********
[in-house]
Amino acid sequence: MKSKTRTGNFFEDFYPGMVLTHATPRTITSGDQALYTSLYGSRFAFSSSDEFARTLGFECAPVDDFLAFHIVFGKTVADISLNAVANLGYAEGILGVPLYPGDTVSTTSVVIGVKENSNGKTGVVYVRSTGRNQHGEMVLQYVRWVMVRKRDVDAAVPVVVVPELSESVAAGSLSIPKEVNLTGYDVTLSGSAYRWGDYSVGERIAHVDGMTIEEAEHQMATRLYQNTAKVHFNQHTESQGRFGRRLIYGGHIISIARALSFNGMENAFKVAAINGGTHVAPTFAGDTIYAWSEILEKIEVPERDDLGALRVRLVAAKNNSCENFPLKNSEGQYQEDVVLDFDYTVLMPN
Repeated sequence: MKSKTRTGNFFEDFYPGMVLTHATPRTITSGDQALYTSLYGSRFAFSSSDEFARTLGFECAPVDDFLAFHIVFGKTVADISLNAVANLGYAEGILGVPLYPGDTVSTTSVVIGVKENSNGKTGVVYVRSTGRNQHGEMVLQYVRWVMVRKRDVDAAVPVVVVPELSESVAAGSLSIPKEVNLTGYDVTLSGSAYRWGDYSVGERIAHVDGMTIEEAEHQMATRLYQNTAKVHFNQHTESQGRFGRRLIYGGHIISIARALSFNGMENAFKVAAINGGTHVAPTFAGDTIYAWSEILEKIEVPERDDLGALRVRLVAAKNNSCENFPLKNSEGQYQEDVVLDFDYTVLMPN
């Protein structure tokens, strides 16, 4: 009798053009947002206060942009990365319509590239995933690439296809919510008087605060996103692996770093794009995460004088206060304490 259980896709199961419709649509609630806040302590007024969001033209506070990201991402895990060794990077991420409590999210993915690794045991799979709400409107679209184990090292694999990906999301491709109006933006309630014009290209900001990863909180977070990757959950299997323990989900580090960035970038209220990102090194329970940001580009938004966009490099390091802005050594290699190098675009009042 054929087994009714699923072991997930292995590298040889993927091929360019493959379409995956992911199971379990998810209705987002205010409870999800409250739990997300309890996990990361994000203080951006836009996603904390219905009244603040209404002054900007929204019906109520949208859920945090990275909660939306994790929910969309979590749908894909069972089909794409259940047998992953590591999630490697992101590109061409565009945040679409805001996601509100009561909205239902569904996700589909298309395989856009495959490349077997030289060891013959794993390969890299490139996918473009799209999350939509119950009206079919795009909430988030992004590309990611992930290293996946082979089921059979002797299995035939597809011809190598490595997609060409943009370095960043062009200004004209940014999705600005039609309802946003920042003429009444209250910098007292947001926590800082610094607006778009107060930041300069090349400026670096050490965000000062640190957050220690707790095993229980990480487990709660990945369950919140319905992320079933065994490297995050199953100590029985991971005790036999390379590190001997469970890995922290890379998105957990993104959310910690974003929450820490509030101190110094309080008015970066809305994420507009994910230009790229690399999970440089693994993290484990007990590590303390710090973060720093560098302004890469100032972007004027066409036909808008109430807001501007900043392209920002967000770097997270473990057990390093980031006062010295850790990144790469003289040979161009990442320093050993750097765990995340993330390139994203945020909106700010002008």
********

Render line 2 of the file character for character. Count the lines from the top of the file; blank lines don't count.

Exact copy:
Amino acid sequence: MKSKTRTGNFFEDFYPGMVLTHATPRTITSGDQALYTSLYGSRFAFSSSDEFARTLGFECAPVDDFLAFHIVFGKTVADISLNAVANLGYAEGILGVPLYPGDTVSTTSVVIGVKENSNGKTGVVYVRSTGRNQHGEMVLQYVRWVMVRKRDVDAAVPVVVVPELSESVAAGSLSIPKEVNLTGYDVTLSGSAYRWGDYSVGERIAHVDGMTIEEAEHQMATRLYQNTAKVHFNQHTESQGRFGRRLIYGGHIISIARALSFNGMENAFKVAAINGGTHVAPTFAGDTIYAWSEILEKIEVPERDDLGALRVRLVAAKNNSCENFPLKNSEGQYQEDVVLDFDYTVLMPN